Arizona Bucket List no. 73 – Grand Canyon Railroad

Once, a few years ago, I heard an ad on a local radio station when I was out in Thatcher, AZ, for a trip to see the Grand Canyon by rail. Traveling the Grand Canyon Railroad is a fun-filled, historic experience through some of the most well-known and rugged corners of the U.S.A.

For our family trip, my sister and I took my nieces to stay at the Grand Canyon Railroad Hotel one night and then ride the train to the South Rim the next morning. We were pleased that the hotel has a giant kids’ playground nearby, a beautifully refurbished indoor pool and spa (I’m a little biased because my dad worked on this pool) and a nice convenience store for RV visitors. Also if your family stays at the hotel, you can tour their small on-site train museum and depot, eat in the hotel restaurant and get up early in the morning to watch a live cowboy action show.

We rose early because we needed to check out before we boarded the train. Boarding happens promptly at 9:30, so you do not want to be late!

We were so happy about how much fun this was. The train has many historic cars, refurbished so it feels like you are back in the 1920s. We rode in the Pullman class car, which is literally an old passenger car restored from that era. I was a little apprehensive because I read a review online that this car had no central AC. However, with the windows open, we found the ride to be quite pleasant. Plus, if you need to get up, stretch your legs or get a snack, the cafe car is only one car over.

During your fun ride up from Historic Williams AZ to canyon country, traveling marauders sing country tunes, yodel at you and tell stories. I heard that occasionally the train even gets robbed by bandits!

We loved this experience. The 2.5 hours to the canyon flew by because there was so much to do. We were even allowed to pack our own lunch. There’s a dining car, a bar car, a dome car for better viewing and luxury cars available, too.

The website, however, isn’t the best. I couldn’t figure out much about what the experience would be like from their page. I think they need to make the website simpler and more straightforward. I’m a seasoned traveler, so we figured out things OK. But I feel the ticket ordering process is unnecessarily complicated. You don’t really know what you’re getting when you order. If we hadn’t stayed at the hotel the night before, I don’t know what we would have done about camping. Also, just because you can bring food, doesn’t mean you should bring a lot. We almost brought a giant cooler with us. That would have been a pain in the BUTT to carry around the canyon rim for 3-4 hours!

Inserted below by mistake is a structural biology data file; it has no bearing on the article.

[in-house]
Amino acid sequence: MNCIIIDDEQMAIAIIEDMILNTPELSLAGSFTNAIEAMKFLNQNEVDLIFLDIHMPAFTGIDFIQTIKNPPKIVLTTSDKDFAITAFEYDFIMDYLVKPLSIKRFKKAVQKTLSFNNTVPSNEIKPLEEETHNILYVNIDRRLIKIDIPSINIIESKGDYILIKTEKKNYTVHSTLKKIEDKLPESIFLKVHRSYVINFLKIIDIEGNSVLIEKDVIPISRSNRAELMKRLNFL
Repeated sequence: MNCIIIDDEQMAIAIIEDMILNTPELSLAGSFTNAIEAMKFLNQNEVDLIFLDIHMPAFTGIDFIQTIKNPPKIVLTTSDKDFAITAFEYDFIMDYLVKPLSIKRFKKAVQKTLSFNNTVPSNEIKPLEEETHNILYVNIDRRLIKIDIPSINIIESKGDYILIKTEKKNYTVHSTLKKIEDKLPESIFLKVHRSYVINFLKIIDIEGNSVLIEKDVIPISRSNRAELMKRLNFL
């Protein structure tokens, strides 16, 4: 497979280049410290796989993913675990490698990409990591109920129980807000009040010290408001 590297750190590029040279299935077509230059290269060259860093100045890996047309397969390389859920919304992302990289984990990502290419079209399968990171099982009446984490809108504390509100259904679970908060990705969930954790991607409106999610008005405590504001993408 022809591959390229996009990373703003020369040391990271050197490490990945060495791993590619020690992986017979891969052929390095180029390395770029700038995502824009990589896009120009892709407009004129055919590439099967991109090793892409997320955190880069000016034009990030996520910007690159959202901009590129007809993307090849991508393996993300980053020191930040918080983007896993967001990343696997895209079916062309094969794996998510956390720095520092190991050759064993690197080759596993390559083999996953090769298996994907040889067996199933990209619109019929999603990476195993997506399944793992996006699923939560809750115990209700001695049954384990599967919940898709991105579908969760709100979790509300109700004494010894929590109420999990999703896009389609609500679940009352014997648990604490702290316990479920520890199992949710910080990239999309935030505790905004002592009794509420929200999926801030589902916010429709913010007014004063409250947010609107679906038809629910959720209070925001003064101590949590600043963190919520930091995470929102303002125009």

Many of the structures at the Grand Canyon’s South Rim were constructed by the Civilian Conservation Corps, a government agency started by FDR to get people back in jobs at the end of the Great Recession and, simultaneously, an effort to build up the U.S.’s national parks and infrastructure. Read more: http://www.history.com/this-day-in-history/fdr-creates-civilian-conservation-corps

There’s a rule you can’t buy plastic water bottles inside Grand Canyon because there’s been too much trouble with garbage, so you must bring your own water in and take it out. We were so concerned about the availability of water, we brought way too much. It turns out there are many, many water bottle refill stations along the rim, sometimes you just have to look around or ask.

Also, if you are negligent or irresponsible with your food and a squirrel gets it or you feed them, a park ranger WILL slap you with a $500 fine. We saw a family get fined and get angry just because their kid dropped something. You need to stay away–far, far away from the wildlife. Fleas in Coconino and Navajo counties in Arizona recently have tested positive for the Bubonic Plague. I am not kidding. Do not feed the wildlife.

Finally, visitors REALLY, REALLY need to be told to bring enough water, sunblock and sun shade devices. There’s not much shade on the rim, nor on the trails. You don’t know how many extremely sunburned folks we saw walking around. That’s how you end up with skin cancer.

So, even though the train tickets were quite expensive (I paid more than $200 RT for our little family of four) it was worth it. I would recommend this experience to families, couples, or winter visitors–appropriate for all ages.

Rent these far-looking binocs for only a few cents.

 

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